In Sweet Blue Flower/Aoi No Hana Akira does sit in the back of the class but in the middle again. Fumi sits way more in the front but has a window seat.. being the more quite character. In Liz and the Blue Bird the mc generally sits more towards the middle as well. Which leads her into being approached more. Usagi (Sailor Moon) really sits in the middle of her class.

    Just like most people in the comments tell they had window or wall seats here as well, I think there is some psychology involved. Popuiar girls tend to flock more towards the center of a classroom so there is always someone to talk to and to pass notes around and that. Shy kids try to hide. Even if the protagonist isn’t a shy kid, Mangaka’s in general aren’t really socialble creatures nor are anime animators I’d say. So it’s easy to picture them in such a position.

    I would often go for the second or third row from the back as well.. because the last row was for the people who just wanted to much.. and mess about and I would not want to be seen as some vagrant, but I also would want people to engage with me as little as possible. Hence I went for the wall seat.. rather than the window seat… you would not be asked to open a window. The window however would allow me to dream of not being there. So it was nice to get that seat if possible.

    I don’t think it’s realistic that anime characters sit there though because it is probably the most covetted spot in the entire class..for any outsider kid. Most protagonist however are systematically late so the fact that they had first pickings seems slim at best!

    1. The popular kids had the window seats whenever we could choose at my schools cause that’s where you could be all aloof or you had some distraction. This said we mostly had assigned seats so it was more a question of alphabet than personality

  9. That has to be my favorite anime trope in all of slice of life anime and its basically become an inside joke within the anime community.
    -K (rogueotakugamer)

  10. Being next to the window has the additional benefit of allowing the character to see plot relevant events outside the classroom. Glances out window… sees the monster about to attack… sees his girl hanging with another guy… sees her boy waving to get her attention… sees the cherry blossoms which launches the character into a philosophical train of thought about (fill in the blank). The character can either be trapped in the classroom in frustration until class ends, sneak out for the endless bathroom break, or leap into action to the shock of their classmates.

    And of course, there is the Seki-kun effect!

  11. I never thought of the animation shortcut reasons, but those make sense.

    You can also sometimes tell a main character and the members of the main cast apart from the rest when the school lets them customize their uniform for no apparent reason. You see that in Persona games: everyone’s wearing the same thing except for Protagonist and his friends. Like hey, the school uniform here is totally standardized but we’ll just let Yukiko wear red and stand out because that’s her favorite color? I can buy high school students having magical Persona powers that let them fight demons in a shadow world, but I can’t buy that kind of favoritism.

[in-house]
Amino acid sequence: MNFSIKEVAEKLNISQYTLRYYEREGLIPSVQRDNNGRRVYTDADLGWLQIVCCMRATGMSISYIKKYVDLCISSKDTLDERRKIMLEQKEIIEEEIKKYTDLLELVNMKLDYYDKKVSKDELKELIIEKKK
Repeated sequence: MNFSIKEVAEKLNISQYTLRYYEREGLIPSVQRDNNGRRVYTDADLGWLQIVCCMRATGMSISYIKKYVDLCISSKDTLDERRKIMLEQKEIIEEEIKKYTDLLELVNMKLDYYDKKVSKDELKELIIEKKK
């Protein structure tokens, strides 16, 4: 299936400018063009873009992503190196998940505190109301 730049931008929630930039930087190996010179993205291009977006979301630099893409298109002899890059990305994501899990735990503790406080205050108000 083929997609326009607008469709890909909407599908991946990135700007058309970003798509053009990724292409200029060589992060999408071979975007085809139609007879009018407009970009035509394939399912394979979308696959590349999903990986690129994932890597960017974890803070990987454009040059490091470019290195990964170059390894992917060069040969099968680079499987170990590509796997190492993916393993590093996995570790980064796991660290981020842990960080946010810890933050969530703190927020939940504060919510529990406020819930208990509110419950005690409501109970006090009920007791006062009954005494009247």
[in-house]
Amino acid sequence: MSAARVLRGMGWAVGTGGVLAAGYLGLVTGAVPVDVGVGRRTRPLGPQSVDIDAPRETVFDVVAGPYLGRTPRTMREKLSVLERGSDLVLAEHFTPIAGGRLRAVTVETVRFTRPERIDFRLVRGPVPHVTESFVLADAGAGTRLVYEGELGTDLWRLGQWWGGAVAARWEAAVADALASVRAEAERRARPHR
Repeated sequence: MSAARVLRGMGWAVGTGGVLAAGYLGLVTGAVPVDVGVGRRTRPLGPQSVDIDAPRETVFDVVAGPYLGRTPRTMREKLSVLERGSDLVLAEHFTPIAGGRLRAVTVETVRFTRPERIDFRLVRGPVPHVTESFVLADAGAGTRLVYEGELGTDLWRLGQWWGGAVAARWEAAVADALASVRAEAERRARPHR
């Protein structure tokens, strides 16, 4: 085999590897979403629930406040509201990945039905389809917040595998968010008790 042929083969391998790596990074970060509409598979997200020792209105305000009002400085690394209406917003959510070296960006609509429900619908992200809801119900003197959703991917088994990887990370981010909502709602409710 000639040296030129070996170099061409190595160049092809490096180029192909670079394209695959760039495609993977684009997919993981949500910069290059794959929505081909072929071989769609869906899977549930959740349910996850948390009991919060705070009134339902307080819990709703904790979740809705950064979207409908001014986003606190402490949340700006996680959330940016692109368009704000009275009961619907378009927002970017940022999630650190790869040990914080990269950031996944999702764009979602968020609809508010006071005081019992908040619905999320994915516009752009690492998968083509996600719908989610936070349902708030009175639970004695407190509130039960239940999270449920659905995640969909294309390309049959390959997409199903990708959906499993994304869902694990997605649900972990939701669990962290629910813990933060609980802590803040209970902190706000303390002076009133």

12. When a lesson is over, between two units, people are more likely to gather at the window. So, especially for shy people, it’s good to have a seat by the window, because that way they can be “in the thick of things” without actually going there.

    Next, the window seat is safe: you have one neighbour, and there’s no danger of sudden intrusion from your right (i.e. the door). There’s a reason, for example, why Seki-kun in Tonari no Seki-kun has to occupy the very last row next to the window. That way, only his distracted neighbour will notice his antics. Any other seat and the dynamic changes.

    During class, the backrow window seats are the least exposed, and during the breaks they’re often the social nexus. I think that’s a potent narrative combo, and probably part of it. (Of course, also the possibility of looking outside the window.)

    Not having to animate many people behind our characters is an interesting aspect I never thought of.

    1. It was the exact opposite for me, we congregated front away from windows at classroom change because that’s where the door is. Is it the teachers that change rooms in Japan? That would explain the difference

      1. Yeah, in Japan they don’t switch rooms. You’ll see those signs at the door with what class is inside (say 1 B). They only switch for stuff where you need special equipment, like home economics, or physical education.

  13. When allowed to pick our own seats, I always chose back of the classroom but away from the windows. I could still look across and see out of them, without being in the hot afternoon sunshine or first pincushion for broken glass during a high wind. Honestly, I was both antisocial and practical. . .

    1. Wow, I grew up in some of the poorest 3rd world countries and mt classroom windows never exploded… We have to improve our educational system…

      1. I’d hope that your current location in Canada is fairly safe. We have lots of tornadoes and sudden, strong thunderstorms down here. . .Sunday being a case in point.

        1. Canada has ice storms that leaves people without electricity for weeks in freezing weather and enough snow to bury a person on a regular basis but for the most part the only way the weather kills
          us is with black ice and car accidents.

  14. It’s cool how such short cuts in the production process can also help with telling a narrative or giving a character some depth. The thing that always surprises me is when two characters are having a full blown conversation and no one notices or reacts unless they shout or something. I guess you can imagine that they are whispering or something but in most classrooms someone would notice unless classroom acoustics work differently in Japan for some reason. It’s just one of those curious things that I’ve noticed with some series.

  15. I always took it as the daydreamer’s seat. The perfect position to sit and think about all the wacky anime adventures you’e going to go on once the bell rings, and it has to be so far back otherwise your teacher would notice and call you out!

    Your explanations work as well though.